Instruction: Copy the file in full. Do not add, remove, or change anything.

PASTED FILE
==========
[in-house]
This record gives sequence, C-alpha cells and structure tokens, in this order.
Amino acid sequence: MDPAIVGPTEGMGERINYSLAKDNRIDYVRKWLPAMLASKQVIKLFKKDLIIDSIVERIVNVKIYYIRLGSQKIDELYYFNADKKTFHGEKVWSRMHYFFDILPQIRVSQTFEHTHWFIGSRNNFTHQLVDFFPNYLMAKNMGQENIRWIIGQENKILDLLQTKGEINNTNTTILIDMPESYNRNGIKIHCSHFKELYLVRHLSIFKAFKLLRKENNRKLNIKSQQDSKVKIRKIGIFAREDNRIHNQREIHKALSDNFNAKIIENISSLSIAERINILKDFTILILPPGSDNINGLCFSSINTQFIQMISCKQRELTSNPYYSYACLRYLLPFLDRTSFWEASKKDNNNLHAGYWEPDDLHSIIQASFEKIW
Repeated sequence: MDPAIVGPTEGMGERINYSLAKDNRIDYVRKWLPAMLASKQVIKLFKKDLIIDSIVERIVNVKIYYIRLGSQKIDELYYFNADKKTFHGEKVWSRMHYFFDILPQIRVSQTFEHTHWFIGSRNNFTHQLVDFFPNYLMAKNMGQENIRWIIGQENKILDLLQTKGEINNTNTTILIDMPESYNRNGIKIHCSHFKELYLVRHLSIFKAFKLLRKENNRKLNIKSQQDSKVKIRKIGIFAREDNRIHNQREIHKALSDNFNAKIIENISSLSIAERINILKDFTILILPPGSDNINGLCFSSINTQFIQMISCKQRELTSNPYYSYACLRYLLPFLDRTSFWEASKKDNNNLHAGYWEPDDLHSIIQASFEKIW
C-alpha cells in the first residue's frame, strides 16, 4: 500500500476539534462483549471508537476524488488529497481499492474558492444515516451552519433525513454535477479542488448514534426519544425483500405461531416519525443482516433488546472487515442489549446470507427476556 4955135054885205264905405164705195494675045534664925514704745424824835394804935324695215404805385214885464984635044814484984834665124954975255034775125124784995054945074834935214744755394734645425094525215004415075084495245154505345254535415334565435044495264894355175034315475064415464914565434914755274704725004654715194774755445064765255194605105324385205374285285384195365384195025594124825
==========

[in-house]
This record gives sequence, C-alpha cells and structure tokens, in this order.
Amino acid sequence: MDPAIVGPTEGMGERINYSLAKDNRIDYVRKWLPAMLASKQVIKLFKKDLIIDSIVERIVNVKIYYIRLGSQKIDELYYFNADKKTFHGEKVWSRMHYFFDILPQIRVSQTFEHTHWFIGSRNNFTHQLVDFFPNYLMAKNMGQENIRWIIGQENKILDLLQTKGEINNTNTTILIDMPESYNRNGIKIHCSHFKELYLVRHLSIFKAFKLLRKENNRKLNIKSQQDSKVKIRKIGIFAREDNRIHNQREIHKALSDNFNAKIIENISSLSIAERINILKDFTILILPPGSDNINGLCFSSINTQFIQMISCKQRELTSNPYYSYACLRYLLPFLDRTSFWEASKKDNNNLHAGYWEPDDLHSIIQASFEKIW
Repeated sequence: MDPAIVGPTEGMGERINYSLAKDNRIDYVRKWLPAMLASKQVIKLFKKDLIIDSIVERIVNVKIYYIRLGSQKIDELYYFNADKKTFHGEKVWSRMHYFFDILPQIRVSQTFEHTHWFIGSRNNFTHQLVDFFPNYLMAKNMGQENIRWIIGQENKILDLLQTKGEINNTNTTILIDMPESYNRNGIKIHCSHFKELYLVRHLSIFKAFKLLRKENNRKLNIKSQQDSKVKIRKIGIFAREDNRIHNQREIHKALSDNFNAKIIENISSLSIAERINILKDFTILILPPGSDNINGLCFSSINTQFIQMISCKQRELTSNPYYSYACLRYLLPFLDRTSFWEASKKDNNNLHAGYWEPDDLHSIIQASFEKIW
C-alpha cells in the first residue's frame, strides 16, 4: 500500500476539534462483549471508537476524488488529497481499492474558492444515516451552519433525513454535477479542488448514534426519544425483500405461531416519525443482516433488546472487515442489549446470507427476556 4955135054885205264905405164705195494675045534664925514704745424824835394804935324695215404805385214885464984635044814484984834665124954975255034775125124784995054945074834935214744755394734645425094525215004415075084495245154505345254535415334565435044495264894355175034315475064415464914565434914755274704725004654715194774755445064765255194605105324385205374285285384195365384195025594124825